Laugh­ter, tears as for­mer first lady Bar­bara Bush re­mem­bered

Sunday Star - - FRONT PAGE - By JUAN A. LOZANO

HOUS­TON (AP) — Bar­bara Bush was re­mem­bered as the “first lady of the Great­est Gen­er­a­tion” dur­ing a fu­neral Satur­day at­tended by four for­mer U.S. pres­i­dents and hun­dreds of other peo­ple who filled a Hous­ton church with laugh­ter as much as tears, with many re­call­ing her quick wit and de­vo­tion to fam­ily.

For­mer Florida Gov. Jeb Bush joked that his mother called her style of rais­ing him and his sib­lings “’a benev­o­lent dic­ta­tor­ship’ — but hon­estly, it wasn’t al­ways benev­o­lent.” She was widely ad­mired for her plain­spo­ken style dur­ing her hus­band Ge­orge H.W. Bush’s pres­i­dency and was known as “The En­forcer” in her high-pow­ered fam­ily.

Jeb Bush said he could feel her pres­ence Satur­day in­side the na­tion’s largest Epis­co­pal church and that she would likely have given him ad­vice: “Jeb, keep it short. Don’t drag this out,” he said to chuck­les. He met her ex­pec­ta­tions with a speech last­ing about seven min­utes.

He choked up at one point while

ad­dress­ing the roughly 1,500 peo­ple seated in­side St. Martin’s Epis­co­pal Church, where his par­ents reg­u­larly wor­shipped, when say­ing his mother — known for her self-dep­re­cat­ing re­marks about her wrin­kles and white-gray hair — was “beau­ti­ful” un­til the very end.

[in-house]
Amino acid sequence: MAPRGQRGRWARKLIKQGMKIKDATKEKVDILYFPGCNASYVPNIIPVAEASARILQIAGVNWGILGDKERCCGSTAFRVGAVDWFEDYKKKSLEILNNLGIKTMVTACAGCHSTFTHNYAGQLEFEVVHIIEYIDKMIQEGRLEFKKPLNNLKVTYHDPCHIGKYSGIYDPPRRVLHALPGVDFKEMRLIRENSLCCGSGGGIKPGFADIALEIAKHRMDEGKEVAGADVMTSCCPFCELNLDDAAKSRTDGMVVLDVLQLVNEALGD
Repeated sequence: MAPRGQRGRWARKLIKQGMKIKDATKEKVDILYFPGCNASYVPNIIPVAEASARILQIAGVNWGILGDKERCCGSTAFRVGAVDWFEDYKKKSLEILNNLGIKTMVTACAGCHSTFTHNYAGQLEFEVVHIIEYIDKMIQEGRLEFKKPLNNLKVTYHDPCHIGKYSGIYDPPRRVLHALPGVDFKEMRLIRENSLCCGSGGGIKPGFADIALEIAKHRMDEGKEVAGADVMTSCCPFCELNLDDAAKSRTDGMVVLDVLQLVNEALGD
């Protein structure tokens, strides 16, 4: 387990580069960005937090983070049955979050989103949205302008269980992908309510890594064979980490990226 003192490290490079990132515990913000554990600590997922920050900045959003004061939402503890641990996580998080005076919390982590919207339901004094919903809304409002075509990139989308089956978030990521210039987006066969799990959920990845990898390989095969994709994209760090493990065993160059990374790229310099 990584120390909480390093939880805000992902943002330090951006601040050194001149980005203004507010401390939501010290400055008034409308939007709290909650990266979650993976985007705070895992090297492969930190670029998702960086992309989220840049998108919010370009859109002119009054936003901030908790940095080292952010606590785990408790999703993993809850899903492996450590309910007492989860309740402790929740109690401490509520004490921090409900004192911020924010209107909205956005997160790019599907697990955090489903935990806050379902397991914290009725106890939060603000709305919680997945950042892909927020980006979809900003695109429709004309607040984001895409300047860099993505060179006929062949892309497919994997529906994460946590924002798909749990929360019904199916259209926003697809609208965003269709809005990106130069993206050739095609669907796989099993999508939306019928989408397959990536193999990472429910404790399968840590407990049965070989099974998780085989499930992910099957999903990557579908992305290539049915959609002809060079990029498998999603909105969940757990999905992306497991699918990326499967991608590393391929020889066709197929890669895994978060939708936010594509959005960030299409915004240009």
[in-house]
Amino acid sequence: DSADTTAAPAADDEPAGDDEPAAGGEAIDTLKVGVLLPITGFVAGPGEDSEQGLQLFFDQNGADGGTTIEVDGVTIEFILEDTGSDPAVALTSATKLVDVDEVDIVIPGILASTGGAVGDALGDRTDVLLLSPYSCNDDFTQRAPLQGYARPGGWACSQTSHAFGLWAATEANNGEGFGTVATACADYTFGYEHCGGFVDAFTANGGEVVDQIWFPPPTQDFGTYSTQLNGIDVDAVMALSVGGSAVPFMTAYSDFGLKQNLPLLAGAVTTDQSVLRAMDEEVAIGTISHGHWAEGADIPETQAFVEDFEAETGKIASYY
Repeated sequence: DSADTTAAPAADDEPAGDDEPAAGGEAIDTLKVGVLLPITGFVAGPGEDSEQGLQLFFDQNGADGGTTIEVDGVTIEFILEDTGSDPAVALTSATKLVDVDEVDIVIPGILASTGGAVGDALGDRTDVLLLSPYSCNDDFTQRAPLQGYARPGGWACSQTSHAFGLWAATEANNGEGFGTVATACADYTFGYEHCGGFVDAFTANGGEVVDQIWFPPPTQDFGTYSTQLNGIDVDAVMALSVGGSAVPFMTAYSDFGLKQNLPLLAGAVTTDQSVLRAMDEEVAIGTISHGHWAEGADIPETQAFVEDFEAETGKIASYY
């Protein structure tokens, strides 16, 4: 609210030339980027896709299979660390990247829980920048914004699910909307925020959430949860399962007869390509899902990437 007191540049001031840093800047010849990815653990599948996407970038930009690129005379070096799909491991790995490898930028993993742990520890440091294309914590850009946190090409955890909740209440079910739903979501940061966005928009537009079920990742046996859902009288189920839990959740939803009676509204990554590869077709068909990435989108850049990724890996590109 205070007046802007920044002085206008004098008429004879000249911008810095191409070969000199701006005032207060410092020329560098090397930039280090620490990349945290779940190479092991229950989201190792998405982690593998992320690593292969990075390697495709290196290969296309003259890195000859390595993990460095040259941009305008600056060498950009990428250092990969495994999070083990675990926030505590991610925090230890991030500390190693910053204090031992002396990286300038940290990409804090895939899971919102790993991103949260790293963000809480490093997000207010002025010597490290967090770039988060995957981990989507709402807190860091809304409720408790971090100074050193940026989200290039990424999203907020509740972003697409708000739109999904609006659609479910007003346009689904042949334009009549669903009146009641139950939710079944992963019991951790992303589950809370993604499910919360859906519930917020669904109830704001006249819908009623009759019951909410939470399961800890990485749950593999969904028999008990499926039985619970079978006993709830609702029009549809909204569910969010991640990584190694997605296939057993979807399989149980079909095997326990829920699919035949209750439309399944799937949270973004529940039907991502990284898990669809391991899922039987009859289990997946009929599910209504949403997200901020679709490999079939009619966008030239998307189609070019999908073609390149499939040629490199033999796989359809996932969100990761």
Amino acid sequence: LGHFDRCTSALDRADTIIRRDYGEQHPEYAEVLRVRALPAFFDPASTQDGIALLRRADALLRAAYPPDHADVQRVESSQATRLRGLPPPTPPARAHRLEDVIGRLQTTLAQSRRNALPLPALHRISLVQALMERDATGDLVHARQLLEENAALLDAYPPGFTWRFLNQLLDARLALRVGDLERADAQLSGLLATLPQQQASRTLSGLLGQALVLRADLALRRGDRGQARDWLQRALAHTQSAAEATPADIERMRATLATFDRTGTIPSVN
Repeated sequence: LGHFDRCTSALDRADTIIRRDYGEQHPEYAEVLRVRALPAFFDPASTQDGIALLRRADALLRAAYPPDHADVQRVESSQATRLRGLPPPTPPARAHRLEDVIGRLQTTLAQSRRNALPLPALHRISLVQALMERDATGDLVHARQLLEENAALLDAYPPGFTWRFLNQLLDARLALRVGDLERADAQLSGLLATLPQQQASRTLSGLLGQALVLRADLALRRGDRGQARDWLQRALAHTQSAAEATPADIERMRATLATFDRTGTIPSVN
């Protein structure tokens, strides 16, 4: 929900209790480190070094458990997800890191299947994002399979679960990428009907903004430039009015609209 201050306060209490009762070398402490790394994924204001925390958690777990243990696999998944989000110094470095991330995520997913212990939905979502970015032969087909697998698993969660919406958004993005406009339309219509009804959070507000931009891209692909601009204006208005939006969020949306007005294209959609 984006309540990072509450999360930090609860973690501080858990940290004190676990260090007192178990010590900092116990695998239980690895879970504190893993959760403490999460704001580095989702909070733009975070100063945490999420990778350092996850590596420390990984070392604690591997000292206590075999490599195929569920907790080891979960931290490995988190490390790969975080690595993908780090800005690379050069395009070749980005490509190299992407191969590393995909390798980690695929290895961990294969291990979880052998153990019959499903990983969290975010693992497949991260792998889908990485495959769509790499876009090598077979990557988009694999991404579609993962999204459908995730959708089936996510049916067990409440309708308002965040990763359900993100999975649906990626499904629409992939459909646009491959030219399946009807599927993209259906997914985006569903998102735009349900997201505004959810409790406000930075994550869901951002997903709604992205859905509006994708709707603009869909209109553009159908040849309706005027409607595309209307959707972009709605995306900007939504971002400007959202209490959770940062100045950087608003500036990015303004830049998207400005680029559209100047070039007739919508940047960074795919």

His fa­ther, a pro­lific writer of love let­ters to his wife, laughed when his son read a let­ter from their wed­ding an­niver­sary in 1994. It be­gan: “Will you marry me? Oops! I for­got we did that, 49 years ago.” But when his son con­tin­ued read­ing, about how his fa­ther grew hap­pier each year spent with his wife, his fa­ther closed his eyes and cried. Jeb Bush later hugged his fa­ther and kissed him on the cheek.

Pres­i­den­tial his­to­rian Jon Meacham, who wrote a 2015 bi­og­ra­phy on the for­mer pres­i­dent, re­called dur­ing his eu­logy Bar­bara Bush’s de­vo­tion to her hus­band of 73 years, not­ing he was the “only boy she ever kissed.” Theirs was the long­est mar­riage of any pres­i­den­tial cou­ple.

Meacham said Bar­bara Bush was also known for bring­ing aware­ness to AIDS pa­tients and for her work pro­mot­ing lit­er­acy , which her hus­band sub­tly hon­ored Satur­day by wear­ing socks printed with blue, red and yel­low books.

“Bar­bara Bush was the first lady of the Great­est Gen­er­a­tion,” Meacham said, a nod to the gen­er­a­tion that fought in World War II.

The cou­ple’s fam­ily, in­clud­ing their five chil­dren, 17 grand­chil­dren and seven great-grand­chil­dren, played prom­i­nent roles in the ser­vice. Grand­daugh­ters of­fered read­ings, some of their voices shaky with emo­tion, while their eight grand­sons were pall­bear­ers.

The Bush fam­ily was seated in front of the church. Nearby, two other for­mer pres­i­dents — Bill Clin­ton and Barack Obama — along with their wives and cur­rent first lady Me­la­nia Trump were seated in the same pew.

A eu­logy was also given by Bar­bara Bush’s long­time friend, Su­san Baker, wife of for­mer Sec­re­tary of State James A. Baker III. She said Bush — the wife of the na­tion’s 41st pres­i­dent and mother of the 43rd — was “the se­cret sauce of this ex­tra­or­di­nary fam­ily.”